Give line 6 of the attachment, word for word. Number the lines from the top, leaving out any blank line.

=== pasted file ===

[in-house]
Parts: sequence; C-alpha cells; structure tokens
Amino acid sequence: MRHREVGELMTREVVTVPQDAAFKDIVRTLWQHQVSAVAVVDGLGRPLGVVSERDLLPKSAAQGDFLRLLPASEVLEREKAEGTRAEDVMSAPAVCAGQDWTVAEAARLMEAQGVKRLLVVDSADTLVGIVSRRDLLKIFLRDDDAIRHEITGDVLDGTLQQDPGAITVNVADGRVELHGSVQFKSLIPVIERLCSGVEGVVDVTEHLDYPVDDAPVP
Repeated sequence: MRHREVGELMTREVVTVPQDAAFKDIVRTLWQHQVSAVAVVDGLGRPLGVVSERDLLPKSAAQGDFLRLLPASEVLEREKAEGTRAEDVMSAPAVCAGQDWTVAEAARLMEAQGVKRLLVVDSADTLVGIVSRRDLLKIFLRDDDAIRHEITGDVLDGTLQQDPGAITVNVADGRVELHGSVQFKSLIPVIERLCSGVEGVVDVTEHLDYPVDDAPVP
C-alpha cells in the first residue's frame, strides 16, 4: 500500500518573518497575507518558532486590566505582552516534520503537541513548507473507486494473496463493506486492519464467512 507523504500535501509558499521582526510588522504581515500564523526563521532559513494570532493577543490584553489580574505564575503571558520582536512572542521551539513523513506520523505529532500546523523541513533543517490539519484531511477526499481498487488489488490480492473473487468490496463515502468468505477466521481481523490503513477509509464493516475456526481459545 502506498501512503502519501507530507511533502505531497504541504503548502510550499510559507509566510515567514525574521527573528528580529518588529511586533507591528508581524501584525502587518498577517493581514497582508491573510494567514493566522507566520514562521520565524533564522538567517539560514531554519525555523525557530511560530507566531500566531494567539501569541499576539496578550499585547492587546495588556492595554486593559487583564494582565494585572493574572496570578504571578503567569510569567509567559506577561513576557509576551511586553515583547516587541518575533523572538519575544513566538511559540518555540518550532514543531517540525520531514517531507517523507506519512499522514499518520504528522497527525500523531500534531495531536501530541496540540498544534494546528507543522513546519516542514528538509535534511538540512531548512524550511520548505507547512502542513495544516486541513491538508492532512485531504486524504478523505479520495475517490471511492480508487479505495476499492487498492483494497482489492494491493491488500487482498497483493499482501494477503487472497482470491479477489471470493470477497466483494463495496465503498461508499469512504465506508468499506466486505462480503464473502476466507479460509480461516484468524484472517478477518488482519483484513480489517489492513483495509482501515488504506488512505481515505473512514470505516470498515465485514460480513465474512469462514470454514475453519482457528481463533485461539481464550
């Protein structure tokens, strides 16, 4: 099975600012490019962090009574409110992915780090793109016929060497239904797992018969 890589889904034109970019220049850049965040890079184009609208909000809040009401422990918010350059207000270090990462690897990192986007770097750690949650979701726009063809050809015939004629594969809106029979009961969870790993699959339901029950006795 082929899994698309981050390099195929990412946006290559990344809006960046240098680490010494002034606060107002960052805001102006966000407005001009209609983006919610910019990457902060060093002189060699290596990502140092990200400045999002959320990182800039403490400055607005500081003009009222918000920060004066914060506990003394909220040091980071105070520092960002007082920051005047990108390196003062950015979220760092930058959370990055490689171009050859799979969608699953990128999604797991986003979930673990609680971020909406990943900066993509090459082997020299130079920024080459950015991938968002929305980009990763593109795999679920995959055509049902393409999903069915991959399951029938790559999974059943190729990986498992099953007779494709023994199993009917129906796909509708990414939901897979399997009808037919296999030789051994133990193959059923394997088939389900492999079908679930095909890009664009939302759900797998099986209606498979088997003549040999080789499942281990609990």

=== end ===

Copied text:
């Protein structure tokens, strides 16, 4: 099975600012490019962090009574409110992915780090793109016929060497239904797992018969 890589889904034109970019220049850049965040890079184009609208909000809040009401422990918010350059207000270090990462690897990192986007770097750690949650979701726009063809050809015939004629594969809106029979009961969870790993699959339901029950006795 082929899994698309981050390099195929990412946006290559990344809006960046240098680490010494002034606060107002960052805001102006966000407005001009209609983006919610910019990457902060060093002189060699290596990502140092990200400045999002959320990182800039403490400055607005500081003009009222918000920060004066914060506990003394909220040091980071105070520092960002007082920051005047990108390196003062950015979220760092930058959370990055490689171009050859799979969608699953990128999604797991986003979930673990609680971020909406990943900066993509090459082997020299130079920024080459950015991938968002929305980009990763593109795999679920995959055509049902393409999903069915991959399951029938790559999974059943190729990986498992099953007779494709023994199993009917129906796909509708990414939901897979399997009808037919296999030789051994133990193959059923394997088939389900492999079908679930095909890009664009939302759900797998099986209606498979088997003549040999080789499942281990609990």